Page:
TEFL Abroad

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J. B. - Japan said:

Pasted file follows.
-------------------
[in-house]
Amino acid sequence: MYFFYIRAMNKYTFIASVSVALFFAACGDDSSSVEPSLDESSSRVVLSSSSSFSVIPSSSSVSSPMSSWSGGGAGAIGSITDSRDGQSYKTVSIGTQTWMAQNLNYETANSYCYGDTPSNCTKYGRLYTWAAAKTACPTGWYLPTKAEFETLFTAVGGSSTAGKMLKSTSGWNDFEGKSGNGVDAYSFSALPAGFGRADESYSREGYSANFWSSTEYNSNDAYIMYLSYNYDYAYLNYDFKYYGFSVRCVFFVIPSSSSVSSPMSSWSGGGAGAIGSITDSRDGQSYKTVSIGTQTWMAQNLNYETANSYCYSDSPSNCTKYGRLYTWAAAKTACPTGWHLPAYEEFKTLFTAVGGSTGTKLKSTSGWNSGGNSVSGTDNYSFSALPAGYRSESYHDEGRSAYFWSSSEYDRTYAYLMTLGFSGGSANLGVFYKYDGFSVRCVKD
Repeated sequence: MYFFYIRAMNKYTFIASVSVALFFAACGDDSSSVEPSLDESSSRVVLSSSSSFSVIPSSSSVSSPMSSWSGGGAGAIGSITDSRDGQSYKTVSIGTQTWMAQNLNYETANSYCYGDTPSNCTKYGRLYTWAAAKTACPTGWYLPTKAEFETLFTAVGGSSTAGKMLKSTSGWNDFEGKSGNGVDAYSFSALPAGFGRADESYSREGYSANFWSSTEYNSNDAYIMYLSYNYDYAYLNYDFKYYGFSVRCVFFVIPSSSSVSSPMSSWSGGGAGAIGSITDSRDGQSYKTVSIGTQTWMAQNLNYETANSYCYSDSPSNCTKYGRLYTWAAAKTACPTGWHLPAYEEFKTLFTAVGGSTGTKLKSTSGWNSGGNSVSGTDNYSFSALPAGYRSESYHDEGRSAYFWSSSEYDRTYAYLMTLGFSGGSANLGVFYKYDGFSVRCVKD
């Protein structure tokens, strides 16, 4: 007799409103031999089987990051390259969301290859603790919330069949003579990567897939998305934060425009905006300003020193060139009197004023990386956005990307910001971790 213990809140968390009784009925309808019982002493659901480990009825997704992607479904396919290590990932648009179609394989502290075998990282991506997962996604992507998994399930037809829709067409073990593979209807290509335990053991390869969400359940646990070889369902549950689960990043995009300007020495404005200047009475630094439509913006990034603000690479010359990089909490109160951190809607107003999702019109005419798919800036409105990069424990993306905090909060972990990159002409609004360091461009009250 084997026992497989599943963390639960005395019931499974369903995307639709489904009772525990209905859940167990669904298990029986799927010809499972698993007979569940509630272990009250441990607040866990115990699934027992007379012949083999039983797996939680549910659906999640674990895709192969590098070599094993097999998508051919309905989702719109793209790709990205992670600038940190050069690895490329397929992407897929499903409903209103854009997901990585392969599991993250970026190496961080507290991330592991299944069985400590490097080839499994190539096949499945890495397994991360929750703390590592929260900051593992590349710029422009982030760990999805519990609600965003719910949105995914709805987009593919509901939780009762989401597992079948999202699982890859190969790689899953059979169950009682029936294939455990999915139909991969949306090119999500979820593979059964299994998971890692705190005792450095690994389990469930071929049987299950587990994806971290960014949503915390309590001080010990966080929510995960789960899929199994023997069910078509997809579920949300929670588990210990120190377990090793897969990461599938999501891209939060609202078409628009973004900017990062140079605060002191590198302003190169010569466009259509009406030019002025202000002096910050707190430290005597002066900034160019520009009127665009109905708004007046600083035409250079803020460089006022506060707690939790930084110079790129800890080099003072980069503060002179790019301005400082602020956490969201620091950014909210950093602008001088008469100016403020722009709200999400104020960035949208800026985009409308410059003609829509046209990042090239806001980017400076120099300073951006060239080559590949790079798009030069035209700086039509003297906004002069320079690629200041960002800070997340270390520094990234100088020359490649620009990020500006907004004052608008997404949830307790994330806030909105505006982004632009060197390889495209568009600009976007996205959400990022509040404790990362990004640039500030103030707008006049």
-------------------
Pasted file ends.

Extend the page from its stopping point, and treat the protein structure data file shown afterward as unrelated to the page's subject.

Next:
Problems for learners in japanMany times, inexperienced Assistant Language Teachers (ALTs) for english in Japan face difficulties in and out of class because no one gives them a warning that says, “Hey, here are the problems that japanese learners have to deal with when studying english.” The most apparent problem for japanese learners is the Romanized alphabet and english pronunciation. Most students have trouble transitioning from japanese characters (hiragana, katakana, and kanji) to romanji, or Romanized letters. Because english isn’t the first language in Japan, students have less exposure to the Romanized alphabet than their counterparts in a Western or multilingual country. english pronunciation is also difficult for japanese learners. Many letters in english sound the same, but most learners have trouble with deciphering the letter “r” from the letter “l”. In japanese, there is no “l” letter in the alphabet. Instead, a “r” is substituted. For instance, the word “black” can be written in japanese as “burakku”, but the pronunciation of “r” is “l”, making the work sound as “bulakku”. Though these two problems—the Romanized alphabet and english pronunciation—are foreseen by japanese english teachers (JTEs), there lies a bigger problem in teaching english in japan. The most troublesome yet more subtle problem teachers face in english class is the overall structure of english education in japanese schools. According to Barbara Bradford’s “Teaching english Pronunciation to japanese learners”, “japanese students are used to learning rules and appreciate being given rules”[…], something I have noticed in my own experiences as an ALT in Japan. When students are not given a clear explanation, students either pay no attention to the lesson or ask the JTE for more details. It hinders the continuation of the lesson or activity and further forces the ALT into the “foreigner” category. Unfortunately, since most native speakers are from Western countries like the united states, where the Socratic method—questioning until one arrives at the truth—is often employed in the classroom, many ALTs find themselves in a rigid position. In many cases, the ALTs take students’ attitudes as a sign of not caring. Another problem when teaching japanese learners is how the class is ran by the japanese teacher. Some teachers rely too much on the textbook, causing the students to become bored during class. I have noticed over the past two years of teaching in japan that the teachers who rely heavily on the textbook are older teachers. Most of the teachers who I have worked with that have been teaching for twenty years have difficulty designing games and activities for students. The students either don’t participate or go back to using their native language, curtailing the overall goal of the lesson. Though this is something that can be avoided by asking other teachers or assistants for games, many japanese teachers don’t take the time to do so because they are busy. Unfortunately, news of teachers not providing adequate english education to students doesn’t reach a city or prefectural office until students receive their grades. Although teaching japanese learners has it rewards, as it does for teaching any kind of learner anywhere, teaching english has its problems that inexperienced teachers should learn before arriving in Japan. Works Cited Bradford, Barbara. “Teaching english Pronunciation to japanese Learners”. The japanese Learner . 1994. Issue 4. http://www.brookes.ac.uk/schools/education/eal/jl-archive/jl-bestof/27.pdf

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